• In the OT we find the evocative image of “the light of [God’s] countenance” (Ps 4:6; cf. Num 25–26). Isaiah’s vision of the final triumph of goodness includes the assertion that “the Lord will be your everlasting light” (Is 60:19, 20). James speaks of God as “the Father of lights” (Jas 1:17). Elsewhere God is simply associated with light as an image of divine glory: he covers himself “with light as with a garment” (Ps 104:2); “his brightness was like the light” (Hab 3:4); “the light dwells with him” (Dan 2:22). Ezekiel’s vision of the divine chariot (Ezek 1) is a riot of brightness, flashing fire, shining jewels and gleaming metals.
By extension, God who is light inhabits a heaven bathed in light. Here light becomes the preeminent symbol for transcendence, dear to the mystics’ and poets’ expressions through the ages. The classic passage is 1 Timothy 6:16, which speaks of God as the one “who alone has immortality and dwells in unapproachable light” (RSV). Colossians 1:12 speaks of the believer’s being qualified “to share in the inheritance of the saints in light” (RSV).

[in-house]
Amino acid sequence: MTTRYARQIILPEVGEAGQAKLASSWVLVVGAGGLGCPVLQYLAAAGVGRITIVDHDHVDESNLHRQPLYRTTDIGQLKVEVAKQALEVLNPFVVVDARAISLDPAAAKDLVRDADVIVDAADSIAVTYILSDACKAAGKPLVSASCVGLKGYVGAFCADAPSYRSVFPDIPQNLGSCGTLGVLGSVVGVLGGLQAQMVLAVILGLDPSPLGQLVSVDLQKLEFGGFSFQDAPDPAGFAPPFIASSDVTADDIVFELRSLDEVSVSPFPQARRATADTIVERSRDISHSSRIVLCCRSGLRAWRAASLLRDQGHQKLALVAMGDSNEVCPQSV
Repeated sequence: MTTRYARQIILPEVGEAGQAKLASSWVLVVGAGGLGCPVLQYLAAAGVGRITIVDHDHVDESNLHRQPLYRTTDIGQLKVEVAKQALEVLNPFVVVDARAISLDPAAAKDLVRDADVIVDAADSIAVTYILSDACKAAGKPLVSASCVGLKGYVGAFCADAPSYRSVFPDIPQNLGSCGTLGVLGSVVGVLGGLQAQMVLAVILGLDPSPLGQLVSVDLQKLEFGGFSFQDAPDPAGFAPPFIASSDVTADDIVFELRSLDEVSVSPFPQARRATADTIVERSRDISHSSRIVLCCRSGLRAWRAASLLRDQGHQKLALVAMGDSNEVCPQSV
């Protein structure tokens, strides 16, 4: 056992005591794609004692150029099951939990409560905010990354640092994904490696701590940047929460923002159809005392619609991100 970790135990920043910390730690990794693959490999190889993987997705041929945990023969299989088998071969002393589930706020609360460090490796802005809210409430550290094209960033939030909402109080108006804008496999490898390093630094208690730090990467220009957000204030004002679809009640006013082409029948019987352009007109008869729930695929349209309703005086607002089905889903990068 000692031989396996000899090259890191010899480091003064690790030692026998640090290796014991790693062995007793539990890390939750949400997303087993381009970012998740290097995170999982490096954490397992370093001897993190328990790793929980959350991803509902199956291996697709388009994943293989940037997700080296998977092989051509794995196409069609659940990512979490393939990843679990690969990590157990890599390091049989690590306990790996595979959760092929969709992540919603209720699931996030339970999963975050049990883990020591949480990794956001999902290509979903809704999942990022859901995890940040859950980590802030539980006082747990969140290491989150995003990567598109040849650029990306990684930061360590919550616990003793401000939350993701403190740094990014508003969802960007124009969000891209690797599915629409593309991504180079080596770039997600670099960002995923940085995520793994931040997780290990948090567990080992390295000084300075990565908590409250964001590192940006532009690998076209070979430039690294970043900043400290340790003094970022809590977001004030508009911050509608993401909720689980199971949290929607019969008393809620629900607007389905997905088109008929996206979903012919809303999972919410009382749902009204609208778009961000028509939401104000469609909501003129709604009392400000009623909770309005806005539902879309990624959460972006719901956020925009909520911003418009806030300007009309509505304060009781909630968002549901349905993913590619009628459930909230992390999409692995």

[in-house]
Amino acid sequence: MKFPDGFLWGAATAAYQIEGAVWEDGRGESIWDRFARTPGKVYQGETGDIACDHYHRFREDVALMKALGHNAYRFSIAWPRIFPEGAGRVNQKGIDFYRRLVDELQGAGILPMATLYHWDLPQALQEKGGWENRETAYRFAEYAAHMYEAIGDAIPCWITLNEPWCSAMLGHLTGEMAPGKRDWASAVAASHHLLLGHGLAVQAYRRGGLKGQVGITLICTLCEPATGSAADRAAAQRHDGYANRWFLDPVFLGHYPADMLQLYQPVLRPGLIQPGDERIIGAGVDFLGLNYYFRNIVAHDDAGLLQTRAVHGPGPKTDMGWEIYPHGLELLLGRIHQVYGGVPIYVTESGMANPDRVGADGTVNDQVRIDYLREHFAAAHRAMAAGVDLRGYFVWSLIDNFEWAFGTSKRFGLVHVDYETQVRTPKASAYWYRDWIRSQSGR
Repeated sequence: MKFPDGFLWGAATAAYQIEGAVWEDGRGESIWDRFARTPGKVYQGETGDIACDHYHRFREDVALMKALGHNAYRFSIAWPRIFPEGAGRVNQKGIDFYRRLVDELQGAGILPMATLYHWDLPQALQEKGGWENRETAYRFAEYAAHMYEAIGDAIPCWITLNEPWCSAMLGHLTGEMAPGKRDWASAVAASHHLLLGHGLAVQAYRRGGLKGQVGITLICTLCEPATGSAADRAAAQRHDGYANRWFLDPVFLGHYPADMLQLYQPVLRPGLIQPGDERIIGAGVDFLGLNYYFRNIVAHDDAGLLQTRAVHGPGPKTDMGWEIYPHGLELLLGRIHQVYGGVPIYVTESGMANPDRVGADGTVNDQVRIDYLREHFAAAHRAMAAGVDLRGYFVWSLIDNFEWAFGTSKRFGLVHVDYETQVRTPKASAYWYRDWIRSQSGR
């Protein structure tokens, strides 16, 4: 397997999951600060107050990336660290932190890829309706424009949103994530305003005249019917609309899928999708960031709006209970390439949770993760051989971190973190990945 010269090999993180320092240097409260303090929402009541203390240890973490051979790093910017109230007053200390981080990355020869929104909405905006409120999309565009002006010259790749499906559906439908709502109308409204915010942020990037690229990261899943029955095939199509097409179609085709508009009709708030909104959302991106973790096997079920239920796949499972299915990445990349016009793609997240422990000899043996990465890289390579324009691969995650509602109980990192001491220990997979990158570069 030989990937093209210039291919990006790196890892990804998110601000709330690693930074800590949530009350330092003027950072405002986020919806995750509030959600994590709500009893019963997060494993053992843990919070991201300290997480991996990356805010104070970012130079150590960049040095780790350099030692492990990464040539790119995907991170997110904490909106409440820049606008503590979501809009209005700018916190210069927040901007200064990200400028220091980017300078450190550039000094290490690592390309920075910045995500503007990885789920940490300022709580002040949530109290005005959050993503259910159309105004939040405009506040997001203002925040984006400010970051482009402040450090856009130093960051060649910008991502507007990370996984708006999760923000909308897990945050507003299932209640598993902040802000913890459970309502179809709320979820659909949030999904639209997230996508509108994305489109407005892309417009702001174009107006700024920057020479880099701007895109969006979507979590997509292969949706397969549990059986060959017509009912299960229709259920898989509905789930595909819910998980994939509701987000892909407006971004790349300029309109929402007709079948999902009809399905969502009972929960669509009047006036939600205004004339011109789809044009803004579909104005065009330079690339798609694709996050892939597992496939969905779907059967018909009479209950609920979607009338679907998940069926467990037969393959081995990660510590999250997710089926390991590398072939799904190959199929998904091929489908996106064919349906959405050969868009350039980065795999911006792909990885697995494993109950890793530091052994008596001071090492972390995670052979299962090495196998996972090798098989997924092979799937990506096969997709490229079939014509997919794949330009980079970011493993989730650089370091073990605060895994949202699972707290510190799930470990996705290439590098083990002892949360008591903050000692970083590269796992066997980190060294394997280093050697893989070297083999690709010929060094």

As a symbol for God, light takes the more specific form of representing the Messiah. Isaiah’s prophecy predicted, “The people who walked in darkness have seen a great light; those who dwelt in a land of deep darkness, on them has light shined” (Is 9:2 RSV). Jesus applied this prophecy to himself (Mt 4:15–16). The song of Simeon calls Christ “a light for revelation to the Gentiles, and for glory to thy people Israel” (Lk 2:32 RSV). John’s great prologue in praise of the incarnate Word repeatedly applies the mystical language of light to Christ (Jn 1:4, 5, 7, 8, 9). Christ declared himself to be “the light of the world” (Jn 8:12). Elsewhere he claimed, “I have come as light into the world, that whoever believes in me may not remain in darkness” (Jn 12:46 RSV).